Delhi: Prime Minister Narendra Modi on Sunday wished Arvind Kejriwal on his birthday and the…
New Delhi, Arghya Roy Chowdhury(dna): First things first, the gamble of Kiran Bedi has not worked for BJP. That is irrespective of the final outcome of the elections. If BJP’s election blitzkrieg in newspapers advertisements is any indication, the party has fallen back on its PM Narendra Modi to overcome the tough curve ball thrown by Kejriwal and company. A report says that in one of the rallies on Thursday, Amit Shah spoke for 27 minutes, but never mentioned Bedi. Thus, no matter what BJP leaders claim, the election result will be seen as a mini referendum of sorts, but more importantly, as a sneak-peek of whether there will be a worthy challenger to the saffron party come 2019.
In the run up to the election, AAP has shocked many of its detractors and also friends by their resilience, after the hammering they suffered in the Lok Sabha elections. A part of it is because AAP is run by clever people who were well established in other professions and then, there is always an undercurrent among the masses (not necessarily all AAP voters) for a civil movement to survive and achieve success. Modi was a messiah of anti-establishment with his liberal digs of ma-beta ka sarkaar. But it is hard to pretend to be that after wearing a Rs 10 lakh worth suit.
Also, one advantage of being in opposition is that one can promise outlandish things without being accountable.
Modi sold a dream, and ended up triumphant. The same strategy is now being used by Kejriwal, albeit on a smaller scale. A cursory look at AAP’s manifesto shows that many of its promises simply don’t add up. Some, due to shoddy economics (50% cut in power tariff) and others like separate statehood or Jan Lokpal bill due to the lack of enough power in the hand of the state government.
But as of now, that is irrelevant. As Chetan Bhagat said today, socialism runs latent in our blood.
Chetan Bhagat ✔ @chetan_bhagat
I really thought India had a once in a lifetime opportunity to turn capitalist and make wealth. Turns out, deep down we are all socialists.
1:47 PM – 6 Feb 2015
Chetan Bhagat ✔ @chetan_bhagat
A population that votes on promised freebies rather than a wealth creating economy is destined to stay poor.
1:53 PM – 6 Feb 2015
It is certainly relevant for nearly 60% of Delhites, who live with an income of less than 13,500 per month.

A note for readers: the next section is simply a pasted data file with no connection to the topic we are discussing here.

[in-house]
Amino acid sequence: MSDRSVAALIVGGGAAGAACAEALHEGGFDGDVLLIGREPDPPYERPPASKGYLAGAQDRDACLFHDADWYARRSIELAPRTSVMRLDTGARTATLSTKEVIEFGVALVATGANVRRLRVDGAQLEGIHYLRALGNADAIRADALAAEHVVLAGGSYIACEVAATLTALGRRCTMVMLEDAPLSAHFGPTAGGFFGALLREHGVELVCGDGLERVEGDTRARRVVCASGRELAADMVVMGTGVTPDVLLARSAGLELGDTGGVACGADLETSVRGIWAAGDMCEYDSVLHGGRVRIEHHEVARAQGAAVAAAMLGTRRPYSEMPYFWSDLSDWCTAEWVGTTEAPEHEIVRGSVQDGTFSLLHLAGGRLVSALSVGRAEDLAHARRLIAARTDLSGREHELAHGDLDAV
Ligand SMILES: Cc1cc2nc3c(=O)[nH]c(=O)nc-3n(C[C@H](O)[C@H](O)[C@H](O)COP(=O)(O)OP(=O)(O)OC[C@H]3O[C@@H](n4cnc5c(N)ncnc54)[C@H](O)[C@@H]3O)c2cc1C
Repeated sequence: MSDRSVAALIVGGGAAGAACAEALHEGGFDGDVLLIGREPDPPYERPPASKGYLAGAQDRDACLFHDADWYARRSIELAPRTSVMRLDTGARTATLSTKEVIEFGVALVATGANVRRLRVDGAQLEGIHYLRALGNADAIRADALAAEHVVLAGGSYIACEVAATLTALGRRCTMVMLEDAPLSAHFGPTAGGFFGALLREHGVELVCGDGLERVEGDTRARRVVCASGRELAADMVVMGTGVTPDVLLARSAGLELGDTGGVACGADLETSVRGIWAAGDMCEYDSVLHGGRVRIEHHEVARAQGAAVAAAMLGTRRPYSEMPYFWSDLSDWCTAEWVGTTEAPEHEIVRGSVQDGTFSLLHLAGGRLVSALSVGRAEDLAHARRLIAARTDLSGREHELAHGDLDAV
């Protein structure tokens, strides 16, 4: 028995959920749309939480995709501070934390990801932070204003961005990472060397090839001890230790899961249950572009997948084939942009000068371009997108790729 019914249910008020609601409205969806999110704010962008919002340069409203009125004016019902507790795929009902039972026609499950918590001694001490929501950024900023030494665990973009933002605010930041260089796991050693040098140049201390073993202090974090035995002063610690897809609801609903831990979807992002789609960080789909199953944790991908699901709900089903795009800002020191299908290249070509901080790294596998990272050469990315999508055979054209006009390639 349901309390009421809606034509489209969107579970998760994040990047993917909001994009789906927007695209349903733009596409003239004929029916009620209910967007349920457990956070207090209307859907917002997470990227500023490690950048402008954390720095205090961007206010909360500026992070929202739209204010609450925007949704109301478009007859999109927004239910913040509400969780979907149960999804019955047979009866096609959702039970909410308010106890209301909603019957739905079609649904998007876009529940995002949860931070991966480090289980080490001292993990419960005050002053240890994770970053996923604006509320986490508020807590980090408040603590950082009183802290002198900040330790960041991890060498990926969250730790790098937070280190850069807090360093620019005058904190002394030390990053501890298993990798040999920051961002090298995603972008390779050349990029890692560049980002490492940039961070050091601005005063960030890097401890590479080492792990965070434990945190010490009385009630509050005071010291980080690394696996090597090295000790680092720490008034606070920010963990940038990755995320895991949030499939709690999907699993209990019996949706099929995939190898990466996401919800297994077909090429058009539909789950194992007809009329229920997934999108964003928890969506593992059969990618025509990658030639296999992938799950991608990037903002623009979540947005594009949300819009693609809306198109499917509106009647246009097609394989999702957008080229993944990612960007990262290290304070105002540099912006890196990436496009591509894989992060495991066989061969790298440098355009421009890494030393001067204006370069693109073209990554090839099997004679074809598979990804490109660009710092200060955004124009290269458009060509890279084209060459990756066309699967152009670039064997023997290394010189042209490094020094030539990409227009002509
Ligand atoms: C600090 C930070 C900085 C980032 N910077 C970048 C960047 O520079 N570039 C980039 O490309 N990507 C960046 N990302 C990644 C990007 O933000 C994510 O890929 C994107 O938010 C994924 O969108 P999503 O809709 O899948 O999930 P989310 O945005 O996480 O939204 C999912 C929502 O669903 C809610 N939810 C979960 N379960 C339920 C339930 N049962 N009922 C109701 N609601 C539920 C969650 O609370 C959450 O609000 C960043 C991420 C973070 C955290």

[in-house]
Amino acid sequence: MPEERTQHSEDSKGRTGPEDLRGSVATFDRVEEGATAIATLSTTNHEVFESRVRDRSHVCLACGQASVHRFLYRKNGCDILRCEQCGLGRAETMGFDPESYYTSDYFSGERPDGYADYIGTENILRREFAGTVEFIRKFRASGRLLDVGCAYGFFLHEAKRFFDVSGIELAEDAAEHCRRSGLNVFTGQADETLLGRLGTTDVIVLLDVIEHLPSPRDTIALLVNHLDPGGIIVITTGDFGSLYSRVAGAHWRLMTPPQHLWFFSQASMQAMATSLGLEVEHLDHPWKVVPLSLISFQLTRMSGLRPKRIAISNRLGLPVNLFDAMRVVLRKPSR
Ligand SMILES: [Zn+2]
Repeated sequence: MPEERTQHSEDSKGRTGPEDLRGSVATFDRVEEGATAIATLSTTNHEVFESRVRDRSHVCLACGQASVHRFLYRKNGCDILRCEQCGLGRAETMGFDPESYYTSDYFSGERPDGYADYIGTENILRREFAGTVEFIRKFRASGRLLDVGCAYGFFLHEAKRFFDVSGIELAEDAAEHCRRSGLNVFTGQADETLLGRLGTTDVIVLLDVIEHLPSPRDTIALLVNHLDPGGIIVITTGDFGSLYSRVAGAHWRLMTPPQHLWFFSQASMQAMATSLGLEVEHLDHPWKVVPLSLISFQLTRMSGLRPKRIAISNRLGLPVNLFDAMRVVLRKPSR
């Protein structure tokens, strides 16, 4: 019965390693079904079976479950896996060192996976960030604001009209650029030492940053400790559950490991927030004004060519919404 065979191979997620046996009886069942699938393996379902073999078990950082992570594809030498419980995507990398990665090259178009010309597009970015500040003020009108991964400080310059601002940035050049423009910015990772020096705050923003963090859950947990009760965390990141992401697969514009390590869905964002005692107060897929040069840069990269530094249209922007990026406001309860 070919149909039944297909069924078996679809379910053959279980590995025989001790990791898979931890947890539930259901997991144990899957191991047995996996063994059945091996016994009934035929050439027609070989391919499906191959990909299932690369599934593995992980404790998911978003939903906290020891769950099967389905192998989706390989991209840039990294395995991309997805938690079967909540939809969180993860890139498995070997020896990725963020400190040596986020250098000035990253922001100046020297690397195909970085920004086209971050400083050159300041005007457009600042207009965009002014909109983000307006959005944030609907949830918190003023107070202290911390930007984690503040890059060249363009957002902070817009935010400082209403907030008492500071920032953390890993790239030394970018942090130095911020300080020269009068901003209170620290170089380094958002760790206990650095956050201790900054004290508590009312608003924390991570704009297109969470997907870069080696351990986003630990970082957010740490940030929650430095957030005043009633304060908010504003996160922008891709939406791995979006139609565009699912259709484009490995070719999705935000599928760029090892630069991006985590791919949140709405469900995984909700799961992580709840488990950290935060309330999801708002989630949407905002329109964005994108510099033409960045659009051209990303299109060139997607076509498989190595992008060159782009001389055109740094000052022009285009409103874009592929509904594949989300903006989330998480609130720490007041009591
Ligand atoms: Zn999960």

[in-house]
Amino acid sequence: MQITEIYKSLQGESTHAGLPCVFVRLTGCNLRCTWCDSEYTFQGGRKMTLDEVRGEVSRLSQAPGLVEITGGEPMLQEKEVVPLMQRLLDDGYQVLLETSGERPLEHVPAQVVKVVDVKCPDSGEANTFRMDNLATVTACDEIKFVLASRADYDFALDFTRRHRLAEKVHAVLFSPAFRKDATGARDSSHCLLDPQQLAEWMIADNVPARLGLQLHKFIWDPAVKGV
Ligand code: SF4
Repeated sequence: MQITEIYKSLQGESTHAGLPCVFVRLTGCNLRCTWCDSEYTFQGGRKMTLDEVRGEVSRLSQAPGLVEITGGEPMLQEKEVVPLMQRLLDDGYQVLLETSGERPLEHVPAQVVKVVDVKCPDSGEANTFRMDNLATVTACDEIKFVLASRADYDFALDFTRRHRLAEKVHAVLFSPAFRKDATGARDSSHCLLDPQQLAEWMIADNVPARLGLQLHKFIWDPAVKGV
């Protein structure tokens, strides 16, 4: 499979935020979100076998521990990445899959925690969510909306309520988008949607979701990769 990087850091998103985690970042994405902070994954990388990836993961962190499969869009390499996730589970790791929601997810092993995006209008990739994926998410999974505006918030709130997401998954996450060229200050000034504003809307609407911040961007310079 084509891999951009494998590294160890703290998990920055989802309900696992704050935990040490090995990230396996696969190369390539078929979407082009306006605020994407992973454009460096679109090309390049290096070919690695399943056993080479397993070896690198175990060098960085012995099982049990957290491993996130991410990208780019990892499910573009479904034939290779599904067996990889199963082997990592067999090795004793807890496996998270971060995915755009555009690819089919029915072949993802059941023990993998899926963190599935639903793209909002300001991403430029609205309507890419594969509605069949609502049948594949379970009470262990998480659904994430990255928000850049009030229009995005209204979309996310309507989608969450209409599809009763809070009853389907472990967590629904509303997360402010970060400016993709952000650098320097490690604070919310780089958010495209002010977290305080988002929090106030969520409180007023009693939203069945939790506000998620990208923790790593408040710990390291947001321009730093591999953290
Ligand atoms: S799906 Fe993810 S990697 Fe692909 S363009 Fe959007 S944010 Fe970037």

As this report points out, people in the JJ clusters still fondly recall the 49 days, when the police and authorities didn’t haul them up. Hence, it’s not a surprise that among the underclass, AAP has built a nearly 20 percentage point lead over BJP, according to most surveys. In a battle of offering comparative freebies, the challenger always wins over the champion.
Now, coming to the middle class, which voted en-masse for the BJP in the Lok Sabha elections, an early disillusionment seems to have crept in. In total, BJP was 14% ahead in vote share in May 2014. This probably made the party complacent. While BJP leaders were still basking in the glory of the afterglow of a handsome win, Kejriwal dug in, chipping in votes one speech at a time.
A few things went against BJP initially. One was the lack of a creditable force against Kejriwal for a very long time. Secondly, overuse of the entire AK49 rhetoric backfired. ‘Bhagoda’ Kejriwal said sorry, not once or twice but almost in every meeting. For voters who are used to the hubris of self-obsessed politicians, Kejriwal came out as a renounced person.
Yet, many polls show a late surge by BJP, which may upset AAP’s game at the eleventh hour. Firstly, for the first time, BJP’s negative campaign against AAP bore some fruit with the entire unravelling of the funding row. AAP virtually conceded that they don’t have any mechanism to keep a check on the funding source of their high-net donors. For a party born out of the anti-corruption movement, the funding row did hit hard. It’s not a surprise perhaps that subsequent polls have shown a late resurgence from the BJP. The second factor is that after a lackadaisical mentality, finally the much hallowed organisation of BJP has woken up. According to this report, RSS has sent 8,000 workers for booth level micro-management. In a tight race, often the scale will tilt towards the party which can get maximum supporters to vote. Historically in India, the poor have voted more in number, which is in direct contrast to trends in other democracies like Britain and USA. For BJP to thrive, it needs its core middle class constituency to participate enthusiastically.
The third factor which can be a game-changer is Congress’ performance in the polls. Opinion polls have given them numbers between 2-6. But Rahul Gandhi’s roadshows have generated sizeable enthusiastic crowds with old-timers comparing them to Indira Gandhi. Ajay Maken has done his reputation no harm by leading a valiant campaign in face of all adversity. If Congress manages to carve out a significant number of votes, especially of those belonging to the minority communities, it can be a party popper for AAP.
But in the end, it is a choice between reposing trust in Modi or giving a second chance to Kejriwal with the hope of seeing an alternate model of governance. Modi promised a lot, and some like the one promising to deposit Rs 15 lakhs in bank accounts after getting back black money were merely politicking as Amit Shah himself acknowledged. Modi can be only judged on the basis of his work after 5 years. But for now, for the first time since May, electorates have a credible opposition in Kejriwal. Will Delhi go for the tried and tested and choose BJP to elect the same government in both state and Centre? Or will the people of one of the affluent states of the country choose a party with a socialist, left liberal ideology. It’s less about Delhi and more about star-grazing into what lies ahead in India’s political future.